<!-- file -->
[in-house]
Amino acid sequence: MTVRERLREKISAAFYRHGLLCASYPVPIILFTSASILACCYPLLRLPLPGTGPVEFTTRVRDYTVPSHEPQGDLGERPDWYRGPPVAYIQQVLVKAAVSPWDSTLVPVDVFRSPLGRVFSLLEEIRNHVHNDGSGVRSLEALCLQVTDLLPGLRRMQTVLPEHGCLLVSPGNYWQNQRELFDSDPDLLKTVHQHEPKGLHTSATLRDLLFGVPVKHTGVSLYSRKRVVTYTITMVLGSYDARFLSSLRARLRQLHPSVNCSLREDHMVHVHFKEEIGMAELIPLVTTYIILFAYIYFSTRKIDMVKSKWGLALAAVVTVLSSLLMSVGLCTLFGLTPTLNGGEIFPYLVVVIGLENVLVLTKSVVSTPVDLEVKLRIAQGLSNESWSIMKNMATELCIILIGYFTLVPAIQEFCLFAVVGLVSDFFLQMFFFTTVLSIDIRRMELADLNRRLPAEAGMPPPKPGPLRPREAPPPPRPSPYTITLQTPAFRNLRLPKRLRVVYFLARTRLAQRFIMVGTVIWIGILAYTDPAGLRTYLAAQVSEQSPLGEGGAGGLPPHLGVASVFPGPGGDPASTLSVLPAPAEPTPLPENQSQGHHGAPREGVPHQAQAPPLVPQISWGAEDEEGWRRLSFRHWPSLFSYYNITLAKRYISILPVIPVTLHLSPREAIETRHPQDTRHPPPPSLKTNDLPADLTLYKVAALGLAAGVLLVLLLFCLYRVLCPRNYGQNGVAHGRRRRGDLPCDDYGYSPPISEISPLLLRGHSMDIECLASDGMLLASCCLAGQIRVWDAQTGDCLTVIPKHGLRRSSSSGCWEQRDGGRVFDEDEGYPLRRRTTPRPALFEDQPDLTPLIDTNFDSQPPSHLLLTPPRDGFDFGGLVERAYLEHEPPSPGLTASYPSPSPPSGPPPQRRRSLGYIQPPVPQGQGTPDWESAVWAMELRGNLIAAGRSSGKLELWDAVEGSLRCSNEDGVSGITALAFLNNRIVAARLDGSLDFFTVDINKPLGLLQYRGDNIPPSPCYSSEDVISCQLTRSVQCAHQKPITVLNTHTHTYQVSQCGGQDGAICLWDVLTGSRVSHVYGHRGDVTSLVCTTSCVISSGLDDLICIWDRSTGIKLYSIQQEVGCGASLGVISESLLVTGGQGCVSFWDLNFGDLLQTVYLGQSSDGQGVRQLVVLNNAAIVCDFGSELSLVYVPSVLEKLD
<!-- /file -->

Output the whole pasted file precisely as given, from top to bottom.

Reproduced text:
[in-house]
Amino acid sequence: MTVRERLREKISAAFYRHGLLCASYPVPIILFTSASILACCYPLLRLPLPGTGPVEFTTRVRDYTVPSHEPQGDLGERPDWYRGPPVAYIQQVLVKAAVSPWDSTLVPVDVFRSPLGRVFSLLEEIRNHVHNDGSGVRSLEALCLQVTDLLPGLRRMQTVLPEHGCLLVSPGNYWQNQRELFDSDPDLLKTVHQHEPKGLHTSATLRDLLFGVPVKHTGVSLYSRKRVVTYTITMVLGSYDARFLSSLRARLRQLHPSVNCSLREDHMVHVHFKEEIGMAELIPLVTTYIILFAYIYFSTRKIDMVKSKWGLALAAVVTVLSSLLMSVGLCTLFGLTPTLNGGEIFPYLVVVIGLENVLVLTKSVVSTPVDLEVKLRIAQGLSNESWSIMKNMATELCIILIGYFTLVPAIQEFCLFAVVGLVSDFFLQMFFFTTVLSIDIRRMELADLNRRLPAEAGMPPPKPGPLRPREAPPPPRPSPYTITLQTPAFRNLRLPKRLRVVYFLARTRLAQRFIMVGTVIWIGILAYTDPAGLRTYLAAQVSEQSPLGEGGAGGLPPHLGVASVFPGPGGDPASTLSVLPAPAEPTPLPENQSQGHHGAPREGVPHQAQAPPLVPQISWGAEDEEGWRRLSFRHWPSLFSYYNITLAKRYISILPVIPVTLHLSPREAIETRHPQDTRHPPPPSLKTNDLPADLTLYKVAALGLAAGVLLVLLLFCLYRVLCPRNYGQNGVAHGRRRRGDLPCDDYGYSPPISEISPLLLRGHSMDIECLASDGMLLASCCLAGQIRVWDAQTGDCLTVIPKHGLRRSSSSGCWEQRDGGRVFDEDEGYPLRRRTTPRPALFEDQPDLTPLIDTNFDSQPPSHLLLTPPRDGFDFGGLVERAYLEHEPPSPGLTASYPSPSPPSGPPPQRRRSLGYIQPPVPQGQGTPDWESAVWAMELRGNLIAAGRSSGKLELWDAVEGSLRCSNEDGVSGITALAFLNNRIVAARLDGSLDFFTVDINKPLGLLQYRGDNIPPSPCYSSEDVISCQLTRSVQCAHQKPITVLNTHTHTYQVSQCGGQDGAICLWDVLTGSRVSHVYGHRGDVTSLVCTTSCVISSGLDDLICIWDRSTGIKLYSIQQEVGCGASLGVISESLLVTGGQGCVSFWDLNFGDLLQTVYLGQSSDGQGVRQLVVLNNAAIVCDFGSELSLVYVPSVLEKLD